2011 HOF Speeches

Quitting is Simple

KTC Logo Green YellowYou write a HOF speech for a couple reasons. First, 100 days is a great time to take some quiet time and reflect on the difficulty of what you have just accomplished. By no means have you completed your journey, but it is important to celebrate all your victories. Second, it’s damn near impossible to make it to the HOF without developing some relationships with your fellow quitters. Now is the time to say thank you to those who helped you through the rough patches. Sometimes they don’t even know their influence, and it is important you recognize them at least this one time. And third, I remember the first few days on the site I read all of the HOF speeches. I cannot believe I am the only person to do this. Reading such personal revelations from fellow quitters gave me such strength. If taking the time to write this speech can move even one person into the ‘quit’ column, than it is worth it.

I don’t have an inspring story. I haven’t come up with any original sage wisdom. For me, it was very simple. On July 12, 2010 I ended my 17 year relationship with Skoal Mint. Like many long term relationships, there was no crying, no raising of voices, both sides simply knew that it was time. I didn’t know how I was going to go on without it, but I knew that I could no longer go on with it. I prayed for strength for a long time that night before hitting the sack.

I was quit for a week on my own before God answered my prayer. I stumbled across qsx in a coffee shop as I was trying to do some work. I was baffled by the concept of such a website. How could simply saying ‘I won’t use nicotine today’ on a website populated by a bunch of strangers give me the power to quit? Simple. If you are a man (or woman) of your word, and you say that you will not dip, you just can’t dip. It’s not rocket science. I spent five days trying to register for the site. Thankfully, chewie responded to my email for help and I was up and running. The fog was so thick I could barely read, but I spent the first few days reading every HOF speech, all the words of wisdom, what to expect. . .everything I could get my hands on. When I wasn’t reading, I was in the chat room. After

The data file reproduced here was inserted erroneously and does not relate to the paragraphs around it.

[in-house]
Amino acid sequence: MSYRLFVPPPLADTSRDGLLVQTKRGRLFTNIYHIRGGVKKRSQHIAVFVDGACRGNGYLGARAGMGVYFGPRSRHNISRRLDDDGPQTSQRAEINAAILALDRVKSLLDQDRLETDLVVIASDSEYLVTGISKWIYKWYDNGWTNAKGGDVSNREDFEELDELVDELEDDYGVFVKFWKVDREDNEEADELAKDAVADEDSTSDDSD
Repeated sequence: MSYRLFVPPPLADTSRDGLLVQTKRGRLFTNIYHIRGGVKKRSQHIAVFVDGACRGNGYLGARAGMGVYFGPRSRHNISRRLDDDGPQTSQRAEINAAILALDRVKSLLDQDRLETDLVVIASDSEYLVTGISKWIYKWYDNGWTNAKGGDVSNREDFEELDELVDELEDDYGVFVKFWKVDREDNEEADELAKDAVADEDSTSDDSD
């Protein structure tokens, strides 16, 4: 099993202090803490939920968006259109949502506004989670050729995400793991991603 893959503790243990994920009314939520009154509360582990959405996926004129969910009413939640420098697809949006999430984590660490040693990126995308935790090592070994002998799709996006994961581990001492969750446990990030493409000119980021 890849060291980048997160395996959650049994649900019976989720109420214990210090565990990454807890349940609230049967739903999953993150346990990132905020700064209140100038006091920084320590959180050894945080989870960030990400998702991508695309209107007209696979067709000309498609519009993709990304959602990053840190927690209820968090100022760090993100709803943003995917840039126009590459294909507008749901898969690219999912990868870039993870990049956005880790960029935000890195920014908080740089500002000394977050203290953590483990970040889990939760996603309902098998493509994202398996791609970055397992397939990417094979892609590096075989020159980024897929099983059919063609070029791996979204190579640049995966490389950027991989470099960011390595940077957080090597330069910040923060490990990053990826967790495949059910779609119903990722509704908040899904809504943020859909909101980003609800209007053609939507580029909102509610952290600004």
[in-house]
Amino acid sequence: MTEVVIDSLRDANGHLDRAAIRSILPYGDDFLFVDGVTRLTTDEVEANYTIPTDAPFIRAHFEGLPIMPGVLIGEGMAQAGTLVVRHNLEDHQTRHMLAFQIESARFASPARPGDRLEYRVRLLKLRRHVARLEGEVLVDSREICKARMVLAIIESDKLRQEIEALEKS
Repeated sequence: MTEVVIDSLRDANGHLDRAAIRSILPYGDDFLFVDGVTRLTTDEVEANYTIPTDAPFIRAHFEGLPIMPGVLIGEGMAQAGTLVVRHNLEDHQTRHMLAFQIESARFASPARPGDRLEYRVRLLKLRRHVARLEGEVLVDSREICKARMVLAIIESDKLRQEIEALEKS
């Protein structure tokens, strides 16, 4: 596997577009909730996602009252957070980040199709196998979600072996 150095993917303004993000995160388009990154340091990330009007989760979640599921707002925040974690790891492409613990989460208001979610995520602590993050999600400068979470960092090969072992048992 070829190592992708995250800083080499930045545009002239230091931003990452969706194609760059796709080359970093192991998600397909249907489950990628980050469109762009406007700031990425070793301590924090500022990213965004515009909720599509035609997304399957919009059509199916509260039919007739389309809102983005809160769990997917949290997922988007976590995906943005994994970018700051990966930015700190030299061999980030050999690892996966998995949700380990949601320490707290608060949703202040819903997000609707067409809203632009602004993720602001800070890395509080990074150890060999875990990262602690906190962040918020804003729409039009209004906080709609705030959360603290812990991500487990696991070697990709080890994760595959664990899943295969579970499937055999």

a short time, it became clear to me that no matter what happened, I was going to be a quitter for the long haul. I drank the kool-ade, if you will, and was rewarded by getting my life back.

You see, the best thing that QSX did for me, was to clarify HOW exactly I was going to be quit. It’s not easy, but quitting IS simple. Let me break it down into the four steps that I think it takes:

1. You need to make up your mind that you ARE going to quit. One of the first things I was told was that we do not ‘try’ to quit here. QSX works, but only if you’re ready to truly be quit.

2. You need to change your mindset. Referring back to step one, even your words matter. Nicotine is a horribly addictive substance. Heroin addicts can quit heroin but not tobacco. Most people trying to quit simply do not realize how strong a grip nicotine has on their life. Going for a car ride? Make sure you have something to spit in, don’t want spit running down the side of your vehicle. Working on the house? Not without a chew I’m not. Working? Studying? Watching tv? Whether or not I realized it, getting and using tobacco affected my life in a very real way. I had to relearn how to do almost everything.

3. You just have to post EVERY day and keep your word. Some will say that logging onto a website for two minutes is just too burdensome, that they can do it on their own. I’m not saying that people can’t quit without qsx, certainly people have long before the internet existed (I’m looking at you BBJ.) But if you want to be successful, you have got to change your attitude about everything. For me, I was willing to do whatever it took. Every morning I would roll out of bed, fire up the computer and post roll. I still do that, every day. For 178 days in a row. I don’t know that I need to do it every day anymore, but it’s not broken so I’m not going to try and fix it.